The fact is that Poland, following neighboring Germany, is trying to gain the status of a regional energy hub in order to increase budget revenues and political influence on neighboring countries. To this end, three major projects were announced: the production of shale gas together with the Americans, the launch of an LNG terminal for receiving American gas, and, in fact, the Baltic Pipe gas pipeline, which should begin to pump “blue fuel” from Norway to the Poles through half of Europe.
The design capacity of the pipeline is 10 billion cubic meters of gas per year, the cost of sales is estimated at 1,7 billion euros. However, the Baltic Pipe may well “stumble” in every sense about Gazprom, since the Polish pipe should intersect with Nord Stream-2 at the bottom of the Baltic Sea. Such intersection nodes are critical both for new gas pipelines and for existing ones, and require serious coordination. It turns out that Warsaw suddenly turns into a begging side. Polish expert Robert Tomaszewski directly warns about this:
I can imagine a situation in which Gazprom could delay it or make the whole process longer.
Indeed, Gazprom unexpectedly swapped places with its offender and can recoup on it, dragging out the coordination process on all kinds of far-fetched occasions, forcing the Polish and Norwegian parties to incur losses due to downtime. However, there is an opinion that in this matter Moscow should not be likened to its political opponents.
Many countries through whose territory Nord Stream-2 passed, opposed it, but in the end they issued the required permits, since the project met all the requirements. That is, in this matter, the Europeans have demonstrated the rule of law over politics. In the eyes of European partners, it may be more profitable for Gazprom to issue a permit to Warsaw for its gas pipeline without unnecessary emotions and statements, demonstrating its willingness to work with Europe according to its rules.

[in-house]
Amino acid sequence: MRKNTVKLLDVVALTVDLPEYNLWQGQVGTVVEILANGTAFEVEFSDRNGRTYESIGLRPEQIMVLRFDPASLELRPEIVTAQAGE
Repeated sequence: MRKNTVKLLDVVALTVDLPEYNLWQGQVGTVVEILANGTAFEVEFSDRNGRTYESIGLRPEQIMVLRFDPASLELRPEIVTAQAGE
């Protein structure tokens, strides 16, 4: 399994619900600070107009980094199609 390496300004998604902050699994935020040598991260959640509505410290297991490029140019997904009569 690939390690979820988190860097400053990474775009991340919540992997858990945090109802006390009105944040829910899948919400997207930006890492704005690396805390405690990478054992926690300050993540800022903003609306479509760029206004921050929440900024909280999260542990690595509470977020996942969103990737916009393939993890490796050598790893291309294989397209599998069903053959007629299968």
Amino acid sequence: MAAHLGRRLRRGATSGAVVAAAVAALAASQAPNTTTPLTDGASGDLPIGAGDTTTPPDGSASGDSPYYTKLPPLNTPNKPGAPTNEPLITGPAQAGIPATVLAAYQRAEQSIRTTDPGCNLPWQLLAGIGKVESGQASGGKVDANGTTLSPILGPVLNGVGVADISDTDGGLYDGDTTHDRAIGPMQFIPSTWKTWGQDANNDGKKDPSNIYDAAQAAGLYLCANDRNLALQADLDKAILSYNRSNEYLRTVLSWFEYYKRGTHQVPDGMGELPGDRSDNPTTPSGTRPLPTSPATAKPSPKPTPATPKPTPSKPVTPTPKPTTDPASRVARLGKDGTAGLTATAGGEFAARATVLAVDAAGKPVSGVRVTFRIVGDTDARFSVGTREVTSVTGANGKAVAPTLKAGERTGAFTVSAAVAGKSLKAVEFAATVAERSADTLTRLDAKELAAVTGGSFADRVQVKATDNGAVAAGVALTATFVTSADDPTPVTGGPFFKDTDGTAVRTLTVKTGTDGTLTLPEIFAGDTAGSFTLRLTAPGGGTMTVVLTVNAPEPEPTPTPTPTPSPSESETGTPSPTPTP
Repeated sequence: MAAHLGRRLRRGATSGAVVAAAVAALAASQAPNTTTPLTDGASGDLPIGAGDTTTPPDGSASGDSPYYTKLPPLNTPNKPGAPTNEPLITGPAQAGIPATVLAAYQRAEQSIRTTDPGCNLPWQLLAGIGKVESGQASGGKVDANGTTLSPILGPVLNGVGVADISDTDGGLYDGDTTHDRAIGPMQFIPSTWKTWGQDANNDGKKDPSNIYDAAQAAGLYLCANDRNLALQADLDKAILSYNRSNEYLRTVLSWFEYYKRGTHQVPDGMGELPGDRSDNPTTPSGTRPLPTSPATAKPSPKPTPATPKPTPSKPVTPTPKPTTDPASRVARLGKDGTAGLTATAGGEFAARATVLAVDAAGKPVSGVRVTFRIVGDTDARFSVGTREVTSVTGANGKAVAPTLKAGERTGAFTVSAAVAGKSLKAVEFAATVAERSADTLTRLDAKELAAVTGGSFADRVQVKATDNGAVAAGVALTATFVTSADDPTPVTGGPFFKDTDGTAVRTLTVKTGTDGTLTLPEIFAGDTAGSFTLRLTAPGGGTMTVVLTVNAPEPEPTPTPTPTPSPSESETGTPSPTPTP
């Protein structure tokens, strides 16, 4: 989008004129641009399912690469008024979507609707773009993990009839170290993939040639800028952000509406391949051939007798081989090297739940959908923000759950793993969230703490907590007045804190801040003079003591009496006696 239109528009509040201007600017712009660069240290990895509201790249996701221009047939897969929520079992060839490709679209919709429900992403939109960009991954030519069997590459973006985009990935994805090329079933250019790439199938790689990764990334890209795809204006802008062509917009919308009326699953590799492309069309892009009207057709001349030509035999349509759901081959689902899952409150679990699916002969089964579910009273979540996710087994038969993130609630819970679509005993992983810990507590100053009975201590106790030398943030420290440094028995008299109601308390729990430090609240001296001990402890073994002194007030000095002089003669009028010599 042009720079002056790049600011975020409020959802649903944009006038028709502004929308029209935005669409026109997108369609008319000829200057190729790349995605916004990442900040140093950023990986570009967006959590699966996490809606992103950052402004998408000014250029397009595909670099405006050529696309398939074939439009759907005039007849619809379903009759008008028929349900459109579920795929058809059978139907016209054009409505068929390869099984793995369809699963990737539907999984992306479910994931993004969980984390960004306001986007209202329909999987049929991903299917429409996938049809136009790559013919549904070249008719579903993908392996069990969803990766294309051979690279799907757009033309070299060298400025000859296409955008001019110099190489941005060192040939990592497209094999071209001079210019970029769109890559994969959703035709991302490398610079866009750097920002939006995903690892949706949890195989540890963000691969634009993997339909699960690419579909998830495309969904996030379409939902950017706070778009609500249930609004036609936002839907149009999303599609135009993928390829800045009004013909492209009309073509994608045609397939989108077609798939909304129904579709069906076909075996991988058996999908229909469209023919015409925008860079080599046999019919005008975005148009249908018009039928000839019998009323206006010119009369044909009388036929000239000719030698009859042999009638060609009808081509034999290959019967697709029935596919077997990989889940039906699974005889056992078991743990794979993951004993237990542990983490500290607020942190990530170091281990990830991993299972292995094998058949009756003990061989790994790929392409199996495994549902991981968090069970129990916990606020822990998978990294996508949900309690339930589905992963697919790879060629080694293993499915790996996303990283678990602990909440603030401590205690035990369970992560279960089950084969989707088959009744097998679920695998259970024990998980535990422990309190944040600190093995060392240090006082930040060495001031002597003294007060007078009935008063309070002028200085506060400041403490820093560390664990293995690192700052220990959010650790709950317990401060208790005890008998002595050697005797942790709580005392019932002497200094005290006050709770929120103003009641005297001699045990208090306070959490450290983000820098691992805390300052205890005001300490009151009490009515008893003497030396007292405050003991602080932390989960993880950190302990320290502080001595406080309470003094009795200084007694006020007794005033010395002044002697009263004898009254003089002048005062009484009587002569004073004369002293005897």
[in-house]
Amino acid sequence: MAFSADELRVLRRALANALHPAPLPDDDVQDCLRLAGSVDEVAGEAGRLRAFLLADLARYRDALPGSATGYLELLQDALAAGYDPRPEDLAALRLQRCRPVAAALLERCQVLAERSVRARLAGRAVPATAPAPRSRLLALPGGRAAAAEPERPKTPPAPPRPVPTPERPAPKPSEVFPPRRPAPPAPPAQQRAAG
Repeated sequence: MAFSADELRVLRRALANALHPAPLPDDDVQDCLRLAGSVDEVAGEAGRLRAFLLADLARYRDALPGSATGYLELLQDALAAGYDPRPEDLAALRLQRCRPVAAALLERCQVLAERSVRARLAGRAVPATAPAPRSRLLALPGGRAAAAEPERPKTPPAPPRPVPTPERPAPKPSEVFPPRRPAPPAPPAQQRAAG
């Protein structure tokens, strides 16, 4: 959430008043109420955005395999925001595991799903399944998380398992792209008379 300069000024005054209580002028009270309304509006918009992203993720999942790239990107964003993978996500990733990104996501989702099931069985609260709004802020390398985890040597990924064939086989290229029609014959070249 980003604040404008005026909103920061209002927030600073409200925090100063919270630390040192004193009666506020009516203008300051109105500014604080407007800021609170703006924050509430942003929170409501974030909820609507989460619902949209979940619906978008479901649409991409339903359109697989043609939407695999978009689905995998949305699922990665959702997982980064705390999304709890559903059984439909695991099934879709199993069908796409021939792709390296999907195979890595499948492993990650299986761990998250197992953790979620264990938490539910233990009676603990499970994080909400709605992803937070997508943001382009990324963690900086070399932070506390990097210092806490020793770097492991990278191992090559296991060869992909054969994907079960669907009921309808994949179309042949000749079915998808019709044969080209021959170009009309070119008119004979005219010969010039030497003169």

Moreover, Baltic Pipe will not constitute a significant competition for the Russian company, since the Polish pipe is likely to face a shortage of the resource base to fill it:
At first, Norway already produces gas within its capabilities, old fields are depleted, the development of new ones requires a lot of time and money.
Secondly, before Poland, gas will first have to go through a number of European countries, which themselves are its major importers. There is a real possibility that in the future this fuel will be bought halfway by other consumers, and in the end only a small part of the expected volumes will reach Poland.
Thirdly, all of Warsaw’s ambitious plans to gain energy independence have already cracked. The actual shale gas reserves turned out to be less than expected, which led to the curtailment of the production project. American LNG was too expensive for the terminal to become profitable. It is likely that Baltic Pipe will end up with approximately the same fate.
Therefore, Gazprom can make a beautiful gesture in this matter and go towards Poland.